The interview is over. Wouldn't it be nice if the interviewer handed
you a rating slip on your way out the door to let you know how you
rated in the interview? But lacking such a luxury, you must learn to
review your own performance so that you can learn from the experience.
Use this opportunity to be objective about the situation. Were you
prepared and practiced, or were you just "winging" the answers? Could
you have been more effective with additional practice? What will you do
to prepare for your next interview?
One of the most helpful things you can do post-interview is to let
go of your self-recriminations by venting. After the interview, go to
your car, or stop in at a coffee shop, and take pen to paper to write
about what just happened. Just let your thoughts pour out. When you've
finished, put the writing away, and let go! After a few hours, or a
day, when you have had a chance to relax and digest the information, go
back and revisit what you wrote. What can you learn from this
experience? What will you do differently next time?
Rate Your Performance
On a scale ranging from one to ten (ten being high) how do you rate yourself?
My overall feeling of satisfaction with this interview. ________
Did I arrive on time? _______
How was my introduction -- good greeting/handshake/posture? ______
Was I confident and professional at all times? _______
How did I speak - calm, clearly, not overly aggressive? __________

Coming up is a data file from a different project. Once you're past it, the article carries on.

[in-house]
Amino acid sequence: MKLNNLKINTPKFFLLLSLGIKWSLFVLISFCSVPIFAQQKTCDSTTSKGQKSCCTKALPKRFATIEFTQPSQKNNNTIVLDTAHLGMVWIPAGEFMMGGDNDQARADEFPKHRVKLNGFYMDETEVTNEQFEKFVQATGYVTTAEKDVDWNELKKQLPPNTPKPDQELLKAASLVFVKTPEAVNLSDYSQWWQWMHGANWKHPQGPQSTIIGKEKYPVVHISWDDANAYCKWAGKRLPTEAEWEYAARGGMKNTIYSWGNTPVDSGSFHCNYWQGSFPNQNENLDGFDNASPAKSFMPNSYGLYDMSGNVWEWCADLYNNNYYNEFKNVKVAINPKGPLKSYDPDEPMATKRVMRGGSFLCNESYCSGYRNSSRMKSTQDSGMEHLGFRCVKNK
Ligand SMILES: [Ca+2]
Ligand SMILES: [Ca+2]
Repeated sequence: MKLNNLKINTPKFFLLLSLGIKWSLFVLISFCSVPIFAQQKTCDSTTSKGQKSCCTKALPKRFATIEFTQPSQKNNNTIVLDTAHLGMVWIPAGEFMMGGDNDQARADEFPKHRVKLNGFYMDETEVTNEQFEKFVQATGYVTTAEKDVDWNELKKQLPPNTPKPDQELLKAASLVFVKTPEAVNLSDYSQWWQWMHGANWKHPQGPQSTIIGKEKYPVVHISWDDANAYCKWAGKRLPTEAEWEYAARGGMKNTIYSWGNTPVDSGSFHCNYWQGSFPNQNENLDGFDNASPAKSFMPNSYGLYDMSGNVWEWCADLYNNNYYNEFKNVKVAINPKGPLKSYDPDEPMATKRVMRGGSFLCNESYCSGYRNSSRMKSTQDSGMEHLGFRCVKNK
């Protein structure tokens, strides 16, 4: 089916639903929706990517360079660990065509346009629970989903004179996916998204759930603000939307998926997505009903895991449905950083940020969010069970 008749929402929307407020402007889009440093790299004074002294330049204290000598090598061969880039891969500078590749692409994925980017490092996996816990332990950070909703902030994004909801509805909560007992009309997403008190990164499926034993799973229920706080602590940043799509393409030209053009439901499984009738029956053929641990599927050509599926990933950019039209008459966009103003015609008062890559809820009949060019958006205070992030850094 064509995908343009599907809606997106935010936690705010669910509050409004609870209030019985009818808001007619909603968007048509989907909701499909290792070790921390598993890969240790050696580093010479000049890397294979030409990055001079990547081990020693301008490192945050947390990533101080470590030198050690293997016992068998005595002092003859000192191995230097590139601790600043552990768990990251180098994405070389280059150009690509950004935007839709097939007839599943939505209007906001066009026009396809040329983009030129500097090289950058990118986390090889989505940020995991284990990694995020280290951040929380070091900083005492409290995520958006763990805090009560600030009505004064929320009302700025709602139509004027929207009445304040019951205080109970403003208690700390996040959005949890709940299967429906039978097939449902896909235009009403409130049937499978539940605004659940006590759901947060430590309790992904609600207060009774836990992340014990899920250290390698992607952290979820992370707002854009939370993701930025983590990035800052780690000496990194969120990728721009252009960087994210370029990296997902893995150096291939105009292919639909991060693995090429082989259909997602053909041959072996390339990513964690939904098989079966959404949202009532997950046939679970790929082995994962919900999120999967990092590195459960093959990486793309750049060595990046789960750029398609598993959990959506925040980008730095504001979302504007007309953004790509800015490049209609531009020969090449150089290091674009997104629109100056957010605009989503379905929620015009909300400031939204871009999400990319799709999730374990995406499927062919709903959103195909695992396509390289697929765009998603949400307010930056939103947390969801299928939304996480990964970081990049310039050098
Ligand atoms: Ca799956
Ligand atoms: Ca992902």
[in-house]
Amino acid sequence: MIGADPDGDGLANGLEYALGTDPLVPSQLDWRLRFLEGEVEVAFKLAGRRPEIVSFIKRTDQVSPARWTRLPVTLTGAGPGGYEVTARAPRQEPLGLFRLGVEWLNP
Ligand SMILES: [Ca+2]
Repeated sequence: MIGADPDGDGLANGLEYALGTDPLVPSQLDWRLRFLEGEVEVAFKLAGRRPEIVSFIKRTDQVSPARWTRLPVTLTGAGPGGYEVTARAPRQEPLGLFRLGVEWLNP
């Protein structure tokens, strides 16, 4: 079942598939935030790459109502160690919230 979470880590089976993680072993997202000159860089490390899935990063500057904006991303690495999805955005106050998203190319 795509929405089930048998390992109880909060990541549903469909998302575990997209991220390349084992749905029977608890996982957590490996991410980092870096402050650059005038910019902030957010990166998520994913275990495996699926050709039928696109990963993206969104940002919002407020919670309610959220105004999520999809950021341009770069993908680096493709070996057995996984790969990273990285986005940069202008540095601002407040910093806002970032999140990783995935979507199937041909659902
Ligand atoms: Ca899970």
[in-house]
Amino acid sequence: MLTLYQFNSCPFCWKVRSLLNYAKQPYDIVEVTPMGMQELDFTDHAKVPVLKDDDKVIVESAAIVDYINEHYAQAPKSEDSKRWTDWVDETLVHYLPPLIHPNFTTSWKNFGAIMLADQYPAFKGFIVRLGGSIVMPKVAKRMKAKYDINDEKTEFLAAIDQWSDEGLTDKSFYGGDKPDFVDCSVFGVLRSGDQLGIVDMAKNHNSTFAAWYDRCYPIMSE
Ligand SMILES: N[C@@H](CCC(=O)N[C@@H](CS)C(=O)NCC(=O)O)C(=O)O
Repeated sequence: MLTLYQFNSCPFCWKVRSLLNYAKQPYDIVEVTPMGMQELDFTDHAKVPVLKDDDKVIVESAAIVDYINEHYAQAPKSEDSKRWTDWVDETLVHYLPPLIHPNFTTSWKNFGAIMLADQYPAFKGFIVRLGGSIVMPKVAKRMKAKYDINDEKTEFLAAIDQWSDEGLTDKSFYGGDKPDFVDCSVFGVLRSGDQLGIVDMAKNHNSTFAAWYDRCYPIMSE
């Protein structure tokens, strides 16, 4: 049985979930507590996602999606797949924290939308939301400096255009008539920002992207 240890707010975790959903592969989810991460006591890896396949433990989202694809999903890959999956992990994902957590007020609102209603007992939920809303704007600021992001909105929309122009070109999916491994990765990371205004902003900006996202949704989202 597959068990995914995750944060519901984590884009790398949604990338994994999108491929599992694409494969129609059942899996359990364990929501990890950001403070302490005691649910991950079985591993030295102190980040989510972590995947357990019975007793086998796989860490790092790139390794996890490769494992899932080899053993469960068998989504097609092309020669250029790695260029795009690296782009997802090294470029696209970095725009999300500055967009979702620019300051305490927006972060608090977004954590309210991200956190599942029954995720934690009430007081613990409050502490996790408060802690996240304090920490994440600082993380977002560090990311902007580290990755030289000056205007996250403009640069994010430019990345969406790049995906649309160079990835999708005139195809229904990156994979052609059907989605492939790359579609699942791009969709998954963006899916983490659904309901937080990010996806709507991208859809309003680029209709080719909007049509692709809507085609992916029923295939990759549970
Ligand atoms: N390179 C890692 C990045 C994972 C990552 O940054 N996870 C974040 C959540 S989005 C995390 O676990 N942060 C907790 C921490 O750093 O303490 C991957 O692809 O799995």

How was my nonverbal communication (body language)? _________
Did I handle the difficult questions with ease, or did I fumble aimlessly? _________
Did I have good rapport with the interviewer? __________
Did I talk about my strengths? ________
Did I talk about my weakness in a positive manner? ______
How did you do? Are you satisfied with your rating? If most of your
rating numbers are in the 5 to 10 range, you're probably doing all
right. Look carefully at the lower ratings -- what were the problems?
You may want to consider practicing with someone so that you can obtain
more objective feedback on your answers and style.
No matter how your ratings added up, remember that some of what
goes on in an interview, and behind the scenes, is out of your control.
Also, keep in mind that interviewing is a learned and practiced skill.
If you didn't do as well as you would have liked this time, work on
your problem areas. Try scripting and practicing difficult questions or
By critiquing your own performance, and learning from your
successes and mistakes, you will be more prepared the next time. And,
as a result, you will become more confident and accomplished at
interviewing. You will also become more objective in choosing whether
the job is right for you -- not just whether you are right for the job.